April 16th, 2010
Well that didn't take long. One month after being fired by Activision, suing for wrongful termination, and then being counter-sued, former Infinity Ward executives Jason West and Vince Zampella have partnered with once-rival Electronic Arts to form the glaringly obvious Respawn Entertainment.
Unlike West's and Zampella's previous studio, Infinity Ward, a wholly-owned subsidiary of Activision, Respawn is an independent studio, meaning they control most of the receipts. But the upstart signed with Electronic Arts to be the exlcusive publisher and distributor of all their games in the foreseeable future.
"For the past decade we led a great development team and poured our hearts into creating an epic game franchise [Call of Duty] that millions of fans enjoyed," said Zampella, now general manager at Respawn Entertainment, in a statement. "Today we hope to do it all over again -- open a new studio, hire a great team, and create brand new games with a new partner, EA."
West, now president of Respawn Entertainment, added, "Now that the team is in control of the games and brands, we can ensure that the fans are treated as well as they deserve."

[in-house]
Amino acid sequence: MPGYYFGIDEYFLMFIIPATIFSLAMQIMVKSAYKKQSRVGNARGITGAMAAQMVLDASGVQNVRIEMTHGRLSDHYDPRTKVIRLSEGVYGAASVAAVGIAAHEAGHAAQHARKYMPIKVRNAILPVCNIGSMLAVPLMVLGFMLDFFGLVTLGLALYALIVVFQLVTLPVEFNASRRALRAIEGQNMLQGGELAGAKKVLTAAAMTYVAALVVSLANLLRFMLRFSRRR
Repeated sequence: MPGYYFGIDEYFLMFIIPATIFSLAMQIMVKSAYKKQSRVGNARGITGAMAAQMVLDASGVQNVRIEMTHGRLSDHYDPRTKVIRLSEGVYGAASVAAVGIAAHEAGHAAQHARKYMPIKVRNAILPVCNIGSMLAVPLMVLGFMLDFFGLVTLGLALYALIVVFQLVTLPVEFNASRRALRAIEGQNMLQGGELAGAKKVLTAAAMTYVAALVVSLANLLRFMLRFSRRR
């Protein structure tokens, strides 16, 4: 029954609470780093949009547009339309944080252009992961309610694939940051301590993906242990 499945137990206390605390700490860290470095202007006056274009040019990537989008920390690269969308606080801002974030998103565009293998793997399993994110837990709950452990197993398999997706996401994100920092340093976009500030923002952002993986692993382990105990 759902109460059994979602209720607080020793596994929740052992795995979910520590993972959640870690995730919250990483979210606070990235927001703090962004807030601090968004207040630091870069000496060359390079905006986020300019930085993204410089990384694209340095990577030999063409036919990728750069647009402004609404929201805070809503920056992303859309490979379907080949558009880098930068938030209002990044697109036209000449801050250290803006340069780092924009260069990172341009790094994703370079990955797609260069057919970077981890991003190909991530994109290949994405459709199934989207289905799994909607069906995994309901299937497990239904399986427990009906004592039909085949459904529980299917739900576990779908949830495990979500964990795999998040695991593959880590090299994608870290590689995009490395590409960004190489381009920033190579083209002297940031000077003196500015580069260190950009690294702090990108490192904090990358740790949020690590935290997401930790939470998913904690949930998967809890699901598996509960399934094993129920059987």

A reported 11 other developers have left Infinity Ward since the break up. It's unclear how many (if any) have joined West and Zampella at Respawn.
Following the announcement, Activision responded by saying, "This agreement comes as no surprise to Activision, given the myriad of improper activities detailed in the cross-complaint filed on Friday against West and Zampella," adding that remaining Infinity Ward developers will continue to work on Modern Warfare 3 and other "new projects."
Last month, West and Zampella were unexpectedly fired by Activision for "insubordination" and "breach of fiduciary duty" among other things. Shortly after, the ex-Infinity Ward founders sued for "breach of contract," alleging that their termination was so Activision wouldn't have to honor "substantial royalty payments," given the commercial success of the Modern Warfare series.
Earlier this month, Activision filed a countersuit against West and Zampella, lovingly referring to the pair as "self-serving schemers." Activision alleges that the two executives "attempted to hijack" the Call of Duty franchise by delaying development of "future editions of Modern Warfare" in exchange for more royalties.
Activision also claims West and Zampella intentionally withheld paid royalties from subordinate staffers in and effort to persuade them to jump ship to Activision's "closest competitor," Electronic Arts. Both suits are pending.
Ironically, and as history so often repeats, Activision was founded in 1979 by former Atari developers, who claimed unsatisfactory compensation conditions upon their departure.
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